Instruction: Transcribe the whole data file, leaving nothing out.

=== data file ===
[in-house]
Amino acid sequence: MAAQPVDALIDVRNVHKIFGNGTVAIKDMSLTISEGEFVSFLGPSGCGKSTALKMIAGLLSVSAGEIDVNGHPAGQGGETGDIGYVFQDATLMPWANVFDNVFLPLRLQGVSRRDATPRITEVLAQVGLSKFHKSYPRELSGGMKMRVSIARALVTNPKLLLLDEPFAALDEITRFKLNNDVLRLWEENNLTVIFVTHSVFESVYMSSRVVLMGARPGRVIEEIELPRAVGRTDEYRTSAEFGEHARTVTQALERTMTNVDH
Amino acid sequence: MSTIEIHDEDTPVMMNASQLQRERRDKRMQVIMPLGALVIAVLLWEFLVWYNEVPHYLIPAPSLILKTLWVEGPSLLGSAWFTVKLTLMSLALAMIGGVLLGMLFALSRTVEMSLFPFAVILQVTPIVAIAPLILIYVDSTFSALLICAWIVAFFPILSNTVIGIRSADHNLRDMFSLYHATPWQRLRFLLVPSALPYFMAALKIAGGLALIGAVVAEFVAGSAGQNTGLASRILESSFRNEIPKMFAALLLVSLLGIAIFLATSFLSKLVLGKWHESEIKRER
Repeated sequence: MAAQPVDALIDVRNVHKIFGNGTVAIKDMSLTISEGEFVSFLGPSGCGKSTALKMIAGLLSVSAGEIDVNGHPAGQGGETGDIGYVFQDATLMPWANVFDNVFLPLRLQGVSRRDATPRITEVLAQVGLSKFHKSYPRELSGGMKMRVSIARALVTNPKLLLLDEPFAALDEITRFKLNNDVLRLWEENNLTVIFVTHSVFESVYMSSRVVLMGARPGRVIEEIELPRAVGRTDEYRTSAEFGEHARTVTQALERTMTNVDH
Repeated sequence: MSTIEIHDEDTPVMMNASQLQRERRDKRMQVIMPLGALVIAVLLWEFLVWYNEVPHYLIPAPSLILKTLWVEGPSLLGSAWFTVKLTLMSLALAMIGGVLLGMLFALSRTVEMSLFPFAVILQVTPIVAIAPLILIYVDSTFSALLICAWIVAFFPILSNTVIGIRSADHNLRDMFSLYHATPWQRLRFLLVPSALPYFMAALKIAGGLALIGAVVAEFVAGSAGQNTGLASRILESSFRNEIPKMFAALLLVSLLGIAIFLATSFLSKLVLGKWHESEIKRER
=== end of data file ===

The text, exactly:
[in-house]
Amino acid sequence: MAAQPVDALIDVRNVHKIFGNGTVAIKDMSLTISEGEFVSFLGPSGCGKSTALKMIAGLLSVSAGEIDVNGHPAGQGGETGDIGYVFQDATLMPWANVFDNVFLPLRLQGVSRRDATPRITEVLAQVGLSKFHKSYPRELSGGMKMRVSIARALVTNPKLLLLDEPFAALDEITRFKLNNDVLRLWEENNLTVIFVTHSVFESVYMSSRVVLMGARPGRVIEEIELPRAVGRTDEYRTSAEFGEHARTVTQALERTMTNVDH
Amino acid sequence: MSTIEIHDEDTPVMMNASQLQRERRDKRMQVIMPLGALVIAVLLWEFLVWYNEVPHYLIPAPSLILKTLWVEGPSLLGSAWFTVKLTLMSLALAMIGGVLLGMLFALSRTVEMSLFPFAVILQVTPIVAIAPLILIYVDSTFSALLICAWIVAFFPILSNTVIGIRSADHNLRDMFSLYHATPWQRLRFLLVPSALPYFMAALKIAGGLALIGAVVAEFVAGSAGQNTGLASRILESSFRNEIPKMFAALLLVSLLGIAIFLATSFLSKLVLGKWHESEIKRER
Repeated sequence: MAAQPVDALIDVRNVHKIFGNGTVAIKDMSLTISEGEFVSFLGPSGCGKSTALKMIAGLLSVSAGEIDVNGHPAGQGGETGDIGYVFQDATLMPWANVFDNVFLPLRLQGVSRRDATPRITEVLAQVGLSKFHKSYPRELSGGMKMRVSIARALVTNPKLLLLDEPFAALDEITRFKLNNDVLRLWEENNLTVIFVTHSVFESVYMSSRVVLMGARPGRVIEEIELPRAVGRTDEYRTSAEFGEHARTVTQALERTMTNVDH
Repeated sequence: MSTIEIHDEDTPVMMNASQLQRERRDKRMQVIMPLGALVIAVLLWEFLVWYNEVPHYLIPAPSLILKTLWVEGPSLLGSAWFTVKLTLMSLALAMIGGVLLGMLFALSRTVEMSLFPFAVILQVTPIVAIAPLILIYVDSTFSALLICAWIVAFFPILSNTVIGIRSADHNLRDMFSLYHATPWQRLRFLLVPSALPYFMAALKIAGGLALIGAVVAEFVAGSAGQNTGLASRILESSFRNEIPKMFAALLLVSLLGIAIFLATSFLSKLVLGKWHESEIKRER